The BCG Matrix (also commonly called the Growth/Share Matrix) is yet another two-by-two matrix, this one combining market share with market growth:
Designed to aid planning in for-profit companies with multiple products, product lines, or business units, this strategic planning tool was developed by Bruce Henderson for the Boston Consulting Group in the late 1960’s.
What portion of the total market for a product does our firm’s product occupy? If our product has a large share of the market, it’ll be in the “high market share” column. If our product has a small share of the market, it’ll be in the “low market share” column.
Is the overall market for a product we sell growing quickly? If so, our product will be in the “high market growth” row. If the overall market is growing slowly (or not growing at all), our product will be in the “low market growth” row.
Any of our products that are in the bottom left quadrant are dominant products in stagnant markets—”cash cows”.
Any of our products in the top left quadrant are dominant products in growing markets—”stars”.
Any of our products in the top right quadrant are in growing markets, but have only a small share of that market—”question marks”.
Any of our products in the bottom right quadrant have only a small share of a stagnant market—”dogs”.
Once all of our products are classified as either cash cows, stars, question marks, or dogs, the recommendation for action is straightforward:
- Milk your cows
- Feed your stars
- Interrogate your question marks
- Shoot your dogs
In other words:
- Cash cows (dominant products in established markets) should be generating profits. Those profits should be “milked” and invested in growing our stars (dominant products in growing markets), so that they can solidify their market dominance. Once the market for one of our stars stops growing, if we’ve done our job right, they should be a dominant product in a stable market, and can join our stable of cash cows.
- Question marks are the wild cards of our product mix. They have a foothold in a growing market. Our job as strategic planners is to figure out which of them, with the proper support, could grow to dominate their market—could become stars. Those are the ones we should invest with special care and attention. And, if we have question marks that, after review, don’t seem to have the potential to become stars, the best thing to do is drop them.
- The products that occupy a small portion of a stagnant market are almost certainly not profitable. The smart thing to do is to get rid of them. If they can be sold, they should be. If they can’t be sold, they should be dropped.
The advantage—and disadvantage—of the BCG Matrix is its memorability.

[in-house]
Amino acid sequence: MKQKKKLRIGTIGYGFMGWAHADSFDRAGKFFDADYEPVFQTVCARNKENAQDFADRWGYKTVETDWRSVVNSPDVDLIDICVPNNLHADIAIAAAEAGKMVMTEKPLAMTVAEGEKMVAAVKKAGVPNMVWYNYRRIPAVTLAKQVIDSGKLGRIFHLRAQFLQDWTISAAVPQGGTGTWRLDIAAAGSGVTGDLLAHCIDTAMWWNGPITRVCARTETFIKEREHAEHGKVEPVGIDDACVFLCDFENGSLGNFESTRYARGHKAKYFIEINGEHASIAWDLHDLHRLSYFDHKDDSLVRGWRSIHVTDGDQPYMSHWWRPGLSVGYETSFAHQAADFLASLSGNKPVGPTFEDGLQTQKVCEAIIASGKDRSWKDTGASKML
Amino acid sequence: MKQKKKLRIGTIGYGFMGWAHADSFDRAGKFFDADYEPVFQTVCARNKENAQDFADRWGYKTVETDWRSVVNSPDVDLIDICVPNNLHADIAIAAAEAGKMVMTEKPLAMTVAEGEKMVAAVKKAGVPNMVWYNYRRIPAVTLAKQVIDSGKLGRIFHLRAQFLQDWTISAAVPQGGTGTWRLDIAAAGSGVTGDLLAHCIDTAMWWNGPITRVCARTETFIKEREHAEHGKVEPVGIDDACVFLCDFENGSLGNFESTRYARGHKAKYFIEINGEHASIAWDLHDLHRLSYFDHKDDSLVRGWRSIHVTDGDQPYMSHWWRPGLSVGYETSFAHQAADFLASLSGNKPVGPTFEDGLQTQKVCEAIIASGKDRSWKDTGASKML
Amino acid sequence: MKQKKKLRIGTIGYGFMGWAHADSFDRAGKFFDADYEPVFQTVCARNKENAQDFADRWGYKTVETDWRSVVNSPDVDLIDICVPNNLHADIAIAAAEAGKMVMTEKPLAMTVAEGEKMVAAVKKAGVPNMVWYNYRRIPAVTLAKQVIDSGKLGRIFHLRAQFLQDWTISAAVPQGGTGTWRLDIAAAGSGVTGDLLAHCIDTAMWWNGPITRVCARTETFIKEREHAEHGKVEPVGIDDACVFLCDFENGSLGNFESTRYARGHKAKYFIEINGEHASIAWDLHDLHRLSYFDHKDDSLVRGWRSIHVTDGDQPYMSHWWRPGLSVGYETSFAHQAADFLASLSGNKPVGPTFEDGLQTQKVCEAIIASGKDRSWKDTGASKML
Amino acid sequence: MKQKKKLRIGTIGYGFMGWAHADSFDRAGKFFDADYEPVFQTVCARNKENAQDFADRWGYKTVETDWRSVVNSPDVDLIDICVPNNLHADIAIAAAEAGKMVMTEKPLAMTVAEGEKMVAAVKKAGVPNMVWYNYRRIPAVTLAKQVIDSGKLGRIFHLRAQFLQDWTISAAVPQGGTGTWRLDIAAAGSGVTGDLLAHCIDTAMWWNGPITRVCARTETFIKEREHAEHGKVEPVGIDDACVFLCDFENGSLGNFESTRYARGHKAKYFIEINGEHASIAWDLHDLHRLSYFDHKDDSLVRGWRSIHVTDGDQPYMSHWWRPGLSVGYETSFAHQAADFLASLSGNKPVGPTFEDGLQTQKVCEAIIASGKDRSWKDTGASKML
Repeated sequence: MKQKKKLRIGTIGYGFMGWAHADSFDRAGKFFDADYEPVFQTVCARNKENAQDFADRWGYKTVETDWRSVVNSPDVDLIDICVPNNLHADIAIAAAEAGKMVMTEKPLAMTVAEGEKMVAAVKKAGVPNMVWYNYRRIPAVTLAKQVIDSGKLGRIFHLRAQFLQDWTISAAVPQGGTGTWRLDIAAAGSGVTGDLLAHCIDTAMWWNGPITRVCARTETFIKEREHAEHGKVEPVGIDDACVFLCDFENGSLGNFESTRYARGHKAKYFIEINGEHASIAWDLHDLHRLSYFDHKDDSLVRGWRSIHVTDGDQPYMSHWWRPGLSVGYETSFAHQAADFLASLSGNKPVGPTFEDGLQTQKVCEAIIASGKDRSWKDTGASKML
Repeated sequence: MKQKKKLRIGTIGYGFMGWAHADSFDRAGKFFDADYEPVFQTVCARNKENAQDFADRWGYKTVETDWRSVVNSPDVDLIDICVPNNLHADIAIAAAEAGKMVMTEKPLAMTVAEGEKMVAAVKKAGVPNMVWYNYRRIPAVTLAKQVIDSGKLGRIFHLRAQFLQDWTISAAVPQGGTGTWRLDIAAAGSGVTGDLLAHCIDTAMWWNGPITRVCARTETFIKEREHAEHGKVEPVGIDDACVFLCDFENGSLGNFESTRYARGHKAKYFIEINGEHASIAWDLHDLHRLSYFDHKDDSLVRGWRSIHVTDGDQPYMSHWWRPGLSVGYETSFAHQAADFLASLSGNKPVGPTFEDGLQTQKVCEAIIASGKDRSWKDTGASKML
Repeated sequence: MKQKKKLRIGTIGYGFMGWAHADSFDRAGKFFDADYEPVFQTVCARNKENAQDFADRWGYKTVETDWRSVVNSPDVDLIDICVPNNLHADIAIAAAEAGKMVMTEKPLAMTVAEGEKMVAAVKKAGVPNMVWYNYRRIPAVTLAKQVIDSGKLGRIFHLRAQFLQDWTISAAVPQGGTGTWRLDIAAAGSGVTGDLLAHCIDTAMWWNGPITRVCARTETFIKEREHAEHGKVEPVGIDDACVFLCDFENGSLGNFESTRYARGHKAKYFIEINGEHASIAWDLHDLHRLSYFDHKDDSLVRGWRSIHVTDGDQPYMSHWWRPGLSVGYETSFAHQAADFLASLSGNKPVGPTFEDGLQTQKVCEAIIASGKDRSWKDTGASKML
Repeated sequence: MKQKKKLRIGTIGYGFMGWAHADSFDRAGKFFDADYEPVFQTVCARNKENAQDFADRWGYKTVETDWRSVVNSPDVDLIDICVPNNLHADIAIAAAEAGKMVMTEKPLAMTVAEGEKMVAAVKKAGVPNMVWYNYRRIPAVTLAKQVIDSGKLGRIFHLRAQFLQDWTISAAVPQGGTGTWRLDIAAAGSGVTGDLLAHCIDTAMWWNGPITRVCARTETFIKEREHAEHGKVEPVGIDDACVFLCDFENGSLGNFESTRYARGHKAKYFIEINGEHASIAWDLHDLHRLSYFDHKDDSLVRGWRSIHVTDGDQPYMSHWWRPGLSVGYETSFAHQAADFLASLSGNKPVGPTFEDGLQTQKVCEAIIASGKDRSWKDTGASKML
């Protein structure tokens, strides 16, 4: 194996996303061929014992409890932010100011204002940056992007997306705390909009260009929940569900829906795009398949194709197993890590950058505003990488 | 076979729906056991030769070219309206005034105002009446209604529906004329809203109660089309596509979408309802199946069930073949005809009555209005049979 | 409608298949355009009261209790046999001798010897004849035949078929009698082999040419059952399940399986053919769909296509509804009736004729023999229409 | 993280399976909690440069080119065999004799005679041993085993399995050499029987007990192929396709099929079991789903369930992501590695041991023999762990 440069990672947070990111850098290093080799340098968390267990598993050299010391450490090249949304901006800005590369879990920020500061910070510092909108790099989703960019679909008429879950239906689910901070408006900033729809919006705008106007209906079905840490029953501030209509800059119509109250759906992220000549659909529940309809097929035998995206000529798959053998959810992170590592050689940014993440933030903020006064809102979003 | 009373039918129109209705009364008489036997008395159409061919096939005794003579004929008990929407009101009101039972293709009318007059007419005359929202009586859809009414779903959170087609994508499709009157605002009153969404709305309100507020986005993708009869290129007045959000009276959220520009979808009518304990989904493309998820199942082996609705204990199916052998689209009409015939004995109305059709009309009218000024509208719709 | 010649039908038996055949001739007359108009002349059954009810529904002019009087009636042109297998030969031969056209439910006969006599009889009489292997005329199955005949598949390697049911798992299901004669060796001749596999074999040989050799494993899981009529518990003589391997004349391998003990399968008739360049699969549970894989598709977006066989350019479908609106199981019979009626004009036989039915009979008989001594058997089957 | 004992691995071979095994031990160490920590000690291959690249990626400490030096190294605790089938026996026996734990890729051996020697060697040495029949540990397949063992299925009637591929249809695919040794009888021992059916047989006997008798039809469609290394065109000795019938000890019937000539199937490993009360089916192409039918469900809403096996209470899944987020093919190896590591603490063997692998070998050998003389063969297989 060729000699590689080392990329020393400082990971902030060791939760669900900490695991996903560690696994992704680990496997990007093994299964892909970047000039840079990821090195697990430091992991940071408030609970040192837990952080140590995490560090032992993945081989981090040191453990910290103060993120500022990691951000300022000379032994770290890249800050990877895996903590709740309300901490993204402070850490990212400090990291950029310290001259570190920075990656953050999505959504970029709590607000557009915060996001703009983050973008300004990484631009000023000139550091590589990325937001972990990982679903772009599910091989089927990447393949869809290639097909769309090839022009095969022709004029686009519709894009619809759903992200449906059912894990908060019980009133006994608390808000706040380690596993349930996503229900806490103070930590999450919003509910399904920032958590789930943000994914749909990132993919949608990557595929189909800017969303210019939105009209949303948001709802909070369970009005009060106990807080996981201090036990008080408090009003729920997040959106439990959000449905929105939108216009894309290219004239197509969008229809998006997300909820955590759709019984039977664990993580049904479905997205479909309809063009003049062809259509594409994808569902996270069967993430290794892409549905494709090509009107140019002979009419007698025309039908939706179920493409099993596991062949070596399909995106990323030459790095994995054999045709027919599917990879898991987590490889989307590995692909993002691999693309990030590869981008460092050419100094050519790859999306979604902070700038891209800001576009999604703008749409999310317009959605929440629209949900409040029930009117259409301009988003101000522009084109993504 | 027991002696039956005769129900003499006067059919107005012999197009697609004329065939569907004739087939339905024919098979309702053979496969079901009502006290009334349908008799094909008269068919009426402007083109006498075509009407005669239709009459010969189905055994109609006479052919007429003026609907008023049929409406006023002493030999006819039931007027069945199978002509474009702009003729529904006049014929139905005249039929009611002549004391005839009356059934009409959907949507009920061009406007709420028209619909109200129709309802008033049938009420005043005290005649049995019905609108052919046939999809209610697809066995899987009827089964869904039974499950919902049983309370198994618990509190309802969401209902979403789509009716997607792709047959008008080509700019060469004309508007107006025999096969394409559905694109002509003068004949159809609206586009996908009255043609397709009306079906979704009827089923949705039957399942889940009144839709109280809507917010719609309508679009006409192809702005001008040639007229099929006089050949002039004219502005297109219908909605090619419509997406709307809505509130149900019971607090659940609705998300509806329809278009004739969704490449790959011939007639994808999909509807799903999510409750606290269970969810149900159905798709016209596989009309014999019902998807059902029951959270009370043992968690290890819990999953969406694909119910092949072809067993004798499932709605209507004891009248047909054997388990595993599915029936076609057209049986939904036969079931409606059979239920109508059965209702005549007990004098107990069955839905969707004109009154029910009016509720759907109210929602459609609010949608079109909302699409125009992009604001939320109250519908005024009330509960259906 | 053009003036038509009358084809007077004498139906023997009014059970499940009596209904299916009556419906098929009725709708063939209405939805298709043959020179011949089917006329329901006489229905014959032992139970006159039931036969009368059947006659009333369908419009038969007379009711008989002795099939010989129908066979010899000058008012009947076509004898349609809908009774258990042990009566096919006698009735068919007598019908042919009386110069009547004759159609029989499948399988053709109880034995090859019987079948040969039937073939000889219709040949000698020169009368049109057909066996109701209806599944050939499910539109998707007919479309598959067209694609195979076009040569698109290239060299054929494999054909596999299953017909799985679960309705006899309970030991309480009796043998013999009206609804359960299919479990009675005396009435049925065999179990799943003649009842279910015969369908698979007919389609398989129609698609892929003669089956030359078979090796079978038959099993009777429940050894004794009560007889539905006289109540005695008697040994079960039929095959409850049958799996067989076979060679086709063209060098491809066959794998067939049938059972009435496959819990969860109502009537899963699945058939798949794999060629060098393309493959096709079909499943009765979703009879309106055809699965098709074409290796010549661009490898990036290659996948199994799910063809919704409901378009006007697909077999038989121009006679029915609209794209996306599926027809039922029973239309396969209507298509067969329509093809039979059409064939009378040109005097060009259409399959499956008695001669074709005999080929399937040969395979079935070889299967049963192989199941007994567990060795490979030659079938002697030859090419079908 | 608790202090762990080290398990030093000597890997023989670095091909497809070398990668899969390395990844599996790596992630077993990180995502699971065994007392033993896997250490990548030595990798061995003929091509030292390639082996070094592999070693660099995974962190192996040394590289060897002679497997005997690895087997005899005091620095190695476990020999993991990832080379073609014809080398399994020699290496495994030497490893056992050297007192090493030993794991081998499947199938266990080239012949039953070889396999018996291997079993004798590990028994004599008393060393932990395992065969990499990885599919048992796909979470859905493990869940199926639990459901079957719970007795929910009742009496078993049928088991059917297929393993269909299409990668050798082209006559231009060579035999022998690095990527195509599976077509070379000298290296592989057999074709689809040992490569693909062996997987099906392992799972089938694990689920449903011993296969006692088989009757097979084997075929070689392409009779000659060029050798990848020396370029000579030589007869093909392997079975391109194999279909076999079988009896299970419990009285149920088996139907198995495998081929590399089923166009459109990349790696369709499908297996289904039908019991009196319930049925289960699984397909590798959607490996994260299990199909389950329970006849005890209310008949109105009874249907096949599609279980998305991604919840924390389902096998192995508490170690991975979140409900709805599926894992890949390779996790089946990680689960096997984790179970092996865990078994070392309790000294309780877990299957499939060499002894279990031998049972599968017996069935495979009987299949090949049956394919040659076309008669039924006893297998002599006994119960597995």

The simplicity of the measures (market share and market growth; high and low) and the catchy names of each of the quadrants makes the approach easy for planners to commit to memory.
The easy recall, however, can easily blind planners to important questions. A few of them include:
- How do we decide if a market share is “high” or “low”? If one of our products occupies 30% of a market, is that high? Certainly not if we only have one competitor. But what if we have 20 competitors, and they all have a market share smaller than ours?
- How do we decide if market growth is “high” or “low”? The extreme cases are easy—some product markets are clearly in decline, while others are clearly growing. But what are the criteria for all the cases in between? Are we supposed to look at the change in market size over the past few years, or project the likely market size over the foreseeable future?
- Why are low-growth markets lumped together with stagnant and declining markets? Wouldn’t it make more sense to have four market growth rows rather than two?
- This strategy tool tells us to take money from our cash cows and invest them elsewhere. But these are the main reason our company is profitable! Shouldn’t we do everything possible to protect that market dominance, including plowing money back into the product and its marketing?
Some of these questions can be resolved through a rigorous application of the original Boston Consulting Group method, which included quantification of the axes.
The core problem with the BCG Matrix is the assumption built into the model about profitability.
The intention of the BCG Matrix was always to help companies sift through their various product lines and focus their attention and resources on those products that have the potential to make the most profits.
However, neither axis measures profitability. Granted, a dominant product in a mature market is likely to be a profitable cash cow. But not all are.
Why not simply measure profitability directly?
Despite the weaknesses of the BCG Matrix, it probably does have one value—pushing companies to look at legacy products rationally. Many companies started out making a single, distinctive product. The company may have grown on the strength of that product
But, for better or for worse, times change.
The market for the company’s founding product may be in decline. The company’s share of that market may be in decline. The company’s legacy product is now, in all likelihood, a dog. The is a hard reality for many companies—and many owners—to face. But if it is the reality, clinging to that legacy product can kill a company. In this situation, a BCG Matrix exercise might be the best way to bring make that reality clear.